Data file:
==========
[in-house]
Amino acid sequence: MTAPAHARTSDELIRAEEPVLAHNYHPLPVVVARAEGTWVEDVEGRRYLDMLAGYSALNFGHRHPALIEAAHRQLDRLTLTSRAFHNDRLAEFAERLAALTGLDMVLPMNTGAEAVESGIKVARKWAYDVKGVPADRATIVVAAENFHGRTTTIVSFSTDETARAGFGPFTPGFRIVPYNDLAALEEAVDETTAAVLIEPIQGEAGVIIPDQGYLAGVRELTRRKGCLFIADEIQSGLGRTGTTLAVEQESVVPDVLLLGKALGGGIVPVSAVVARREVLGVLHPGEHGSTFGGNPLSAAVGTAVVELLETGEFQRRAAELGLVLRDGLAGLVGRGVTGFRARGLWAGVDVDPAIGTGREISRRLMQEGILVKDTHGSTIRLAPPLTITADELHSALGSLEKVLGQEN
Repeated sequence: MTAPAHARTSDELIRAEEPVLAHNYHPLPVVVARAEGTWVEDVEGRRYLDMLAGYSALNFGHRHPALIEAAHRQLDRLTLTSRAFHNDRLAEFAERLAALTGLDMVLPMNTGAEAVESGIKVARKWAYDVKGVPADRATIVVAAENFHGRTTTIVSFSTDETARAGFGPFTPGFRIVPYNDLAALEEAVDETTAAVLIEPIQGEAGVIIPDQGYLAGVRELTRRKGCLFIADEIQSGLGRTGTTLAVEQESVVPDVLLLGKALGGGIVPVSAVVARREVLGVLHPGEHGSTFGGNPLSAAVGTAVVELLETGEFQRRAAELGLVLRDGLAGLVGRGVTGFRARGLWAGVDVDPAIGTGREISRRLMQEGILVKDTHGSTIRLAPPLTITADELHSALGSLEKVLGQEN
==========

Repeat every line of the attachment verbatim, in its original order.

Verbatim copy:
[in-house]
Amino acid sequence: MTAPAHARTSDELIRAEEPVLAHNYHPLPVVVARAEGTWVEDVEGRRYLDMLAGYSALNFGHRHPALIEAAHRQLDRLTLTSRAFHNDRLAEFAERLAALTGLDMVLPMNTGAEAVESGIKVARKWAYDVKGVPADRATIVVAAENFHGRTTTIVSFSTDETARAGFGPFTPGFRIVPYNDLAALEEAVDETTAAVLIEPIQGEAGVIIPDQGYLAGVRELTRRKGCLFIADEIQSGLGRTGTTLAVEQESVVPDVLLLGKALGGGIVPVSAVVARREVLGVLHPGEHGSTFGGNPLSAAVGTAVVELLETGEFQRRAAELGLVLRDGLAGLVGRGVTGFRARGLWAGVDVDPAIGTGREISRRLMQEGILVKDTHGSTIRLAPPLTITADELHSALGSLEKVLGQEN
Repeated sequence: MTAPAHARTSDELIRAEEPVLAHNYHPLPVVVARAEGTWVEDVEGRRYLDMLAGYSALNFGHRHPALIEAAHRQLDRLTLTSRAFHNDRLAEFAERLAALTGLDMVLPMNTGAEAVESGIKVARKWAYDVKGVPADRATIVVAAENFHGRTTTIVSFSTDETARAGFGPFTPGFRIVPYNDLAALEEAVDETTAAVLIEPIQGEAGVIIPDQGYLAGVRELTRRKGCLFIADEIQSGLGRTGTTLAVEQESVVPDVLLLGKALGGGIVPVSAVVARREVLGVLHPGEHGSTFGGNPLSAAVGTAVVELLETGEFQRRAAELGLVLRDGLAGLVGRGVTGFRARGLWAGVDVDPAIGTGREISRRLMQEGILVKDTHGSTIRLAPPLTITADELHSALGSLEKVLGQEN